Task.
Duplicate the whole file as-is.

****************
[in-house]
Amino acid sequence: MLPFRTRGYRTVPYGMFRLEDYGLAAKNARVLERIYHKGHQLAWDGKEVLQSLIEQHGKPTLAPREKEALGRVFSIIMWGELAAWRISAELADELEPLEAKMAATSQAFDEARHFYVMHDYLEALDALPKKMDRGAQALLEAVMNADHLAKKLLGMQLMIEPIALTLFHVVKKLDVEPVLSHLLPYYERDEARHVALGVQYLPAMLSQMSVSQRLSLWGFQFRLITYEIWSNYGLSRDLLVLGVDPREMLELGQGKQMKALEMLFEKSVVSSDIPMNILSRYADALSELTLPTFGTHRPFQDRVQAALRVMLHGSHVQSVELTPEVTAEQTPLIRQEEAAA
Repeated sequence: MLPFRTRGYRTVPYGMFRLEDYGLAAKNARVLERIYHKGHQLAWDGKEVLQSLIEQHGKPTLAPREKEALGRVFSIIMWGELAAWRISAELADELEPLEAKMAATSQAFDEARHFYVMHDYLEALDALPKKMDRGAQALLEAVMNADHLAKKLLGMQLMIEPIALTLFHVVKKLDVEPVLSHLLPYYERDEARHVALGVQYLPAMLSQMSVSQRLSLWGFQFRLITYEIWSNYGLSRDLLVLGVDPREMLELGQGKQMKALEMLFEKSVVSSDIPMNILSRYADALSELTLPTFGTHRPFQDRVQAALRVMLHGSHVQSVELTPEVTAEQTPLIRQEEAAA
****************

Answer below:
[in-house]
Amino acid sequence: MLPFRTRGYRTVPYGMFRLEDYGLAAKNARVLERIYHKGHQLAWDGKEVLQSLIEQHGKPTLAPREKEALGRVFSIIMWGELAAWRISAELADELEPLEAKMAATSQAFDEARHFYVMHDYLEALDALPKKMDRGAQALLEAVMNADHLAKKLLGMQLMIEPIALTLFHVVKKLDVEPVLSHLLPYYERDEARHVALGVQYLPAMLSQMSVSQRLSLWGFQFRLITYEIWSNYGLSRDLLVLGVDPREMLELGQGKQMKALEMLFEKSVVSSDIPMNILSRYADALSELTLPTFGTHRPFQDRVQAALRVMLHGSHVQSVELTPEVTAEQTPLIRQEEAAA
Repeated sequence: MLPFRTRGYRTVPYGMFRLEDYGLAAKNARVLERIYHKGHQLAWDGKEVLQSLIEQHGKPTLAPREKEALGRVFSIIMWGELAAWRISAELADELEPLEAKMAATSQAFDEARHFYVMHDYLEALDALPKKMDRGAQALLEAVMNADHLAKKLLGMQLMIEPIALTLFHVVKKLDVEPVLSHLLPYYERDEARHVALGVQYLPAMLSQMSVSQRLSLWGFQFRLITYEIWSNYGLSRDLLVLGVDPREMLELGQGKQMKALEMLFEKSVVSSDIPMNILSRYADALSELTLPTFGTHRPFQDRVQAALRVMLHGSHVQSVELTPEVTAEQTPLIRQEEAAA